The number of viral vectors designed for gene therapy applications in the cGMP pipeline is staggering. Similar in scope to the flurry of recombinant protein products of the 1980s and the monoclonal antibodies (MAbs) of the 1990s, viral vector-based products are surging from research labs and universities into contract manufacturing organizations (CMOs), ultimately destined for use in clinical trials. Unlike recombinant proteins and MAbs, both of which sometimes require grams of vialed final product to start Phase I studies, the amount of material required to move a viral vector-based product into clinical trials can be minute in comparison. Of all the viral vectors currently in clinical trials, more than 25% are based on adenovirus...

Citation:
Jendrek S, Ekstrom D, Stoughton D, Ishikawa S, Poon D, Cheng W, Giardina S, Mallard D. Development of a Production and Purification Method for Type 5 Adenovirus.
BioProcess J, 2006; 5(1): 37-42. https://doi.org/10.12665/J51.Jendrek

 
Integrity Testing of Normal Flow Parvovirus Filters Using Air-Liquid Based Tests

by Glen Bolton, Jason Cormier, Mani Krishnan, John Lewnard, and Herbert Lutz
Volume 5, Issue 1 (Spring 2006)

Manufacturers must demonstrate, with a very high degree of assurance, that biopharmaceutical products derived from mammalian cells or from human plasma are safe and free of viral contamination. Viruses can be physically removed from most proteins using filtration. Often air diffusion is used as a nondestructive test to ensure that a process filter is installed properly and free of defects that can compromise virus retention. In this article, theoretical models were used to relate air an liquid flow rates through integral and defective filters. The effect of defect diameter and defect density on the virus retentive ability of a filter was also modeled...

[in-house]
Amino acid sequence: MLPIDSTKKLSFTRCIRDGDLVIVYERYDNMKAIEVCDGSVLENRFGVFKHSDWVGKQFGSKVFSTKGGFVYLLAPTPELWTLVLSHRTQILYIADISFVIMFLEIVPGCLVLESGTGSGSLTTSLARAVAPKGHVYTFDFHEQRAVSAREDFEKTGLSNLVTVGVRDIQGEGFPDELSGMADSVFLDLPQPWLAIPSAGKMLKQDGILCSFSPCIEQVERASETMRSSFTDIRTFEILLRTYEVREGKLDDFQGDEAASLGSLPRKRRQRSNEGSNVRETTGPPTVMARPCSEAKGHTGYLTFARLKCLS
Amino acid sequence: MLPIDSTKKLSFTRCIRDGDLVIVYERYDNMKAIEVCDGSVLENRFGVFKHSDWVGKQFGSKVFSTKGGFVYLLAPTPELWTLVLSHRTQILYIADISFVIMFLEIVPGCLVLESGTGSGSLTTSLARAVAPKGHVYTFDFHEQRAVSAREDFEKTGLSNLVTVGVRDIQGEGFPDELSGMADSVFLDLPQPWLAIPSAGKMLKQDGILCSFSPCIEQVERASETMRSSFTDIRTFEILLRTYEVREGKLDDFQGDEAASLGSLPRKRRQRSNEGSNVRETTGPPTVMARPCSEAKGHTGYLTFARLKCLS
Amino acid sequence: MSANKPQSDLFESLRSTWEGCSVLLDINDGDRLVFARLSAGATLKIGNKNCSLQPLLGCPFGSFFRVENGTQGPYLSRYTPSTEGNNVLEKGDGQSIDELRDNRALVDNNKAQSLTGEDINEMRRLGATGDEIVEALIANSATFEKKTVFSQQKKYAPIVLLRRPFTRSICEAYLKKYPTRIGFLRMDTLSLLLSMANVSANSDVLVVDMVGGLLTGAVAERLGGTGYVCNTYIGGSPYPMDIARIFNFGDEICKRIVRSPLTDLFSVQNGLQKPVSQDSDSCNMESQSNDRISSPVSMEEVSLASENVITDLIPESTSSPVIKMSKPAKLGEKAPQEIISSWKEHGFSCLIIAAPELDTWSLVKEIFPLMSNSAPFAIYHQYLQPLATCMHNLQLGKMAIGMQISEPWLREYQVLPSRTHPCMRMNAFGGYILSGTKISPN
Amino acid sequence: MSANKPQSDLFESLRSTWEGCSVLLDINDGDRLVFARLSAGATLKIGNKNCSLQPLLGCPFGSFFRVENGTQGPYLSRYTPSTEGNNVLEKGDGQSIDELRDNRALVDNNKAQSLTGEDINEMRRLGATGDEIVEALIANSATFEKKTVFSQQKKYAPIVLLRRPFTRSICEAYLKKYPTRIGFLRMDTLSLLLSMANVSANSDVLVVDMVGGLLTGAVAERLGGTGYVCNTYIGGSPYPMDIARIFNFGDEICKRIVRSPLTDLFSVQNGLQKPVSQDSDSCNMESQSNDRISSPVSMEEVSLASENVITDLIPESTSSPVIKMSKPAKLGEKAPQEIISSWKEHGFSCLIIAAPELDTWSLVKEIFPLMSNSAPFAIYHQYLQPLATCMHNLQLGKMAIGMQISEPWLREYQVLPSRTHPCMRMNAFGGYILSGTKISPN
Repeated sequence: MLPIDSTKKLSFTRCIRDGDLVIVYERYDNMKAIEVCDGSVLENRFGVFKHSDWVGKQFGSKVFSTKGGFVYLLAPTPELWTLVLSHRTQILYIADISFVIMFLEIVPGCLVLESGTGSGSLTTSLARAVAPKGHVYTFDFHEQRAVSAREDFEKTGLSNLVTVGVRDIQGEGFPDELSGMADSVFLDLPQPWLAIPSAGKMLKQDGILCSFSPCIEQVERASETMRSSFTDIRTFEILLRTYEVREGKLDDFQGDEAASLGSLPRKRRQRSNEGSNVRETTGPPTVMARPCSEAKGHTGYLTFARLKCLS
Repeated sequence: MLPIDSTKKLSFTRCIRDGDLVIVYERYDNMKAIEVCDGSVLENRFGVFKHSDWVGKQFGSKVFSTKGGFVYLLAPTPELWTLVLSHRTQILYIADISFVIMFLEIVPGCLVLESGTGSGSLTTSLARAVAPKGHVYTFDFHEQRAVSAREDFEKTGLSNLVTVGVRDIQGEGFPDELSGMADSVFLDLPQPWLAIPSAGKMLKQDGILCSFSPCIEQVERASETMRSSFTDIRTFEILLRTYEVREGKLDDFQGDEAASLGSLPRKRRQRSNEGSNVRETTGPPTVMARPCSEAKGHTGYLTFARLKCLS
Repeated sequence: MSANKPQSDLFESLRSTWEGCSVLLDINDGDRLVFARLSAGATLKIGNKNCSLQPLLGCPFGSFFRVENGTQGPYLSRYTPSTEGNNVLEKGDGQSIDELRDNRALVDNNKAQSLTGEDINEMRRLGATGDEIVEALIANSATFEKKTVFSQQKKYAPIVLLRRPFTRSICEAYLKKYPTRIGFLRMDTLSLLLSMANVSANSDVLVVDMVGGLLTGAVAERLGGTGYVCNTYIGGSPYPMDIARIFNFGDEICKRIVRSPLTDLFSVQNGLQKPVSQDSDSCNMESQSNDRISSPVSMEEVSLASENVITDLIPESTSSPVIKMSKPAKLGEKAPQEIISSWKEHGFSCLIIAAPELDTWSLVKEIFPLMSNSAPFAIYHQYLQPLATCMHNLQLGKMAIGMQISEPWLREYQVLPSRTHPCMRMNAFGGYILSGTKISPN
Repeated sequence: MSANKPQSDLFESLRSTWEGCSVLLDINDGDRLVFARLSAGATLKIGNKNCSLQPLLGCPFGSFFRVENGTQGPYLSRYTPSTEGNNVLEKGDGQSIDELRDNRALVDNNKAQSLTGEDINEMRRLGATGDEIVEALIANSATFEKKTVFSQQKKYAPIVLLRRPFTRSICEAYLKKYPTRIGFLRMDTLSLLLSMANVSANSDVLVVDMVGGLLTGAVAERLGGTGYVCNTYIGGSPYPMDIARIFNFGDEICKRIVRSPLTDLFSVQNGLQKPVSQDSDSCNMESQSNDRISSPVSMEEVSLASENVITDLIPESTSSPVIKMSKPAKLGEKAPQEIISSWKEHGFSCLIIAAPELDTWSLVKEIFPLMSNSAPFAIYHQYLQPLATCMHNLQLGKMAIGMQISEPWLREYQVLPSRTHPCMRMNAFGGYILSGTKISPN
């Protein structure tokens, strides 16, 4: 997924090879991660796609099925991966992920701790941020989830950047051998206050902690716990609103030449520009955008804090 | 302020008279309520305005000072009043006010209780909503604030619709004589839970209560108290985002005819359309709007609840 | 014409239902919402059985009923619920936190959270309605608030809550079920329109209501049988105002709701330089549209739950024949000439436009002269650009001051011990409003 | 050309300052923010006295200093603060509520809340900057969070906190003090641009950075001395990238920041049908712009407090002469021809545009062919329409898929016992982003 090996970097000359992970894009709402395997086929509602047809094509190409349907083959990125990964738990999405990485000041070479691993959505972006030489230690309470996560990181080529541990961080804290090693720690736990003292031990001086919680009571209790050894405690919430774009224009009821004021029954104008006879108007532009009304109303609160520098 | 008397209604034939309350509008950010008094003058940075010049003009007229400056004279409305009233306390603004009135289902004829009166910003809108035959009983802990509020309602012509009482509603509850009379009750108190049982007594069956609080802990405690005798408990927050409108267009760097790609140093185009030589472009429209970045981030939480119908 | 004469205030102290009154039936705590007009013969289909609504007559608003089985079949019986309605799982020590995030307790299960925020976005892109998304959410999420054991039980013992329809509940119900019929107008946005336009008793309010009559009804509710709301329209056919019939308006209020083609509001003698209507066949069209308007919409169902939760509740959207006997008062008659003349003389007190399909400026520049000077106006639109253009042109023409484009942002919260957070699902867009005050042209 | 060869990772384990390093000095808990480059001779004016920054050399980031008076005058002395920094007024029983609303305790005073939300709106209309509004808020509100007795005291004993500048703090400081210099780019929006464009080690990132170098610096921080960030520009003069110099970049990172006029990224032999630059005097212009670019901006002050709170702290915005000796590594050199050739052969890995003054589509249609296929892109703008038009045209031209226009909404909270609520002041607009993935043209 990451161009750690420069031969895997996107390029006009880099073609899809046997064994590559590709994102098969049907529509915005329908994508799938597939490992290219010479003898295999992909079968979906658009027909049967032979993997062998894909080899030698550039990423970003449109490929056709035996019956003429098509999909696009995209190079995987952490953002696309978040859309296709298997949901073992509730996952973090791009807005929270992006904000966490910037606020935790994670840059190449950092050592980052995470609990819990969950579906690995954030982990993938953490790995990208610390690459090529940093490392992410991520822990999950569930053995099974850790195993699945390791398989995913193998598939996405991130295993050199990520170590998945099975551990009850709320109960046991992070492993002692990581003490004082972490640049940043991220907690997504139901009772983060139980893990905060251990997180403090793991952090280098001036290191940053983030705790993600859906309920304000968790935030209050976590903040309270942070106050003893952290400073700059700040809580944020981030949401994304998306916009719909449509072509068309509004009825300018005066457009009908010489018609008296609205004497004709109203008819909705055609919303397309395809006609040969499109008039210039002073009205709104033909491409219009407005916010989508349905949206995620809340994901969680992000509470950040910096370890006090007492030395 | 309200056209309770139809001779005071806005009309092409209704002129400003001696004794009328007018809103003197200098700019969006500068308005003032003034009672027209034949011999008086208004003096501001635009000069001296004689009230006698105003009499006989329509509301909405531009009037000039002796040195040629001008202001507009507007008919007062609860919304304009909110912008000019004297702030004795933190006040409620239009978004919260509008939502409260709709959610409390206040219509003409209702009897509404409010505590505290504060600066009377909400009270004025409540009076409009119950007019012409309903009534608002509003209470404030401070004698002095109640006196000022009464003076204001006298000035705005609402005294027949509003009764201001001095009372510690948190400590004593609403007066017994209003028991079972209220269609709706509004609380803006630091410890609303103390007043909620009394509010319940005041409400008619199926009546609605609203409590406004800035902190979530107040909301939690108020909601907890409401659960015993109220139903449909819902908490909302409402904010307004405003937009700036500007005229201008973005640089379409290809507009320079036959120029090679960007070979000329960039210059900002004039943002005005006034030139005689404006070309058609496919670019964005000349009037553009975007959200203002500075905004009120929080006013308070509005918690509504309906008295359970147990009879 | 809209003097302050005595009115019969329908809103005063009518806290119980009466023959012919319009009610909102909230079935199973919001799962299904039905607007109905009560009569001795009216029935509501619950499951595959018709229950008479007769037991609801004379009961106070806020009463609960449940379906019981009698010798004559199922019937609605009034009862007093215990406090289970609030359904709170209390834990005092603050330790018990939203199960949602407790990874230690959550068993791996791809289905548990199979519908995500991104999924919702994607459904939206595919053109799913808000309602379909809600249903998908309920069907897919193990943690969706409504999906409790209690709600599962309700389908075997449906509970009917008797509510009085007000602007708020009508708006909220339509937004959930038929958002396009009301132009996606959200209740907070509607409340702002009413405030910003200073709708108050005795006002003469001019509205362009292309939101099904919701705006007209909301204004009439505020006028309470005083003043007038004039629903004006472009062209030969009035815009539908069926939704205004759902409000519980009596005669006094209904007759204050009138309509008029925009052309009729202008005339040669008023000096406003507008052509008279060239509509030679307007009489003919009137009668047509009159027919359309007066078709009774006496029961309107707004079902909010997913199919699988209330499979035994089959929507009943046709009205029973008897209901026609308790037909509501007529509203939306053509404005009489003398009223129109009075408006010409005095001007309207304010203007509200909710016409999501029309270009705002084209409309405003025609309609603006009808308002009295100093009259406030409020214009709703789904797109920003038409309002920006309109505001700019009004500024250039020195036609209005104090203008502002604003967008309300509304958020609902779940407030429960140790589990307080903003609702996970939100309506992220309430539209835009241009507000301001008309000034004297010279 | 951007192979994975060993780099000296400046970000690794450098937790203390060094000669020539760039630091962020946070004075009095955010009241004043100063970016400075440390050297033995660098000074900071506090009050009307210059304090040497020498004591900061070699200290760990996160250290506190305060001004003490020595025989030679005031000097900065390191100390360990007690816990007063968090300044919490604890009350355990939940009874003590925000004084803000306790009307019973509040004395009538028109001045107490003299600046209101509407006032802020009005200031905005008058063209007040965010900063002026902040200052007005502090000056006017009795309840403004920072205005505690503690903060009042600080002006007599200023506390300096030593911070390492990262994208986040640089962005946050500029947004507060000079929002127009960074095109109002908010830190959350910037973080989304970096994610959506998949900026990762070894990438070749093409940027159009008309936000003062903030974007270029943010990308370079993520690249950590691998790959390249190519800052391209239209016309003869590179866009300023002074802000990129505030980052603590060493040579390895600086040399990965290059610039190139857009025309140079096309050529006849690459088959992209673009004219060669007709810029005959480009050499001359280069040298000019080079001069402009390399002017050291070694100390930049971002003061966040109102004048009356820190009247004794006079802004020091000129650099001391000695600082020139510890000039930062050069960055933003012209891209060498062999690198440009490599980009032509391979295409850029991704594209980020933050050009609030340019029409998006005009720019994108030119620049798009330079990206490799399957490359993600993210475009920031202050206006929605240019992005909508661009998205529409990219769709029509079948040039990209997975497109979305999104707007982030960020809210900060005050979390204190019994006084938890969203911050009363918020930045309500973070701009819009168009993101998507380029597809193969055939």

Citation:
Bolton G, Cormier J, Krishnan M, Lewnard J, Lutz H. Integrity Testing of Normal Flow Parvovirus Filters Using Air-Liquid Based Tests.
BioProcess J, 2006; 5(1): 52-57. https://doi.org/10.12665/J51.Bolton

 
Effects of Mutation in Protease on the Production of Human Immunodeficiency Virus Type-1 Virus-Like Particles

by Bin Li, James Smith, PhD, Salvatore T. Butera, DVM, PhD, and Dennis L. Ellenberger, PhD
Volume 5, Issue 1 (Spring 2006)

As human immunodeficiency virus type-1 (HIV-1) continues to spread around the world, scientists are actively pursuing effective vaccines against the infectious disease that results in AIDS. A number of vaccine designs have been developed, including plasmid DNA constructs encoding HIV proteins. One advantage of DNA vaccination is that after the uptake of the plasmid by the host cells, the encoded antigens are expressed in the native conformation and allow authentic immunological processing of the antigen. Another advantage of DNA vaccines is that they can be repeatedly administered without vector-directed immunity limiting the efficacy of the boost. DNA vaccines alone can induce both humoral and cellular immune responses and provide modest protection against disease progression in the preclinical, nonhuman primate model when challenged with simian immunodeficiency virus (SIV)...

Citation:
Li B, Smith J, Butera ST, Ellenberger DL. Effects of Mutation in Protease on the Production of Human Immunodeficiency Virus Type-1 Virus-Like Particles.
BioProcess J, 2006; 5(1): 43-51. https://doi.org/10.12665/J51.Butera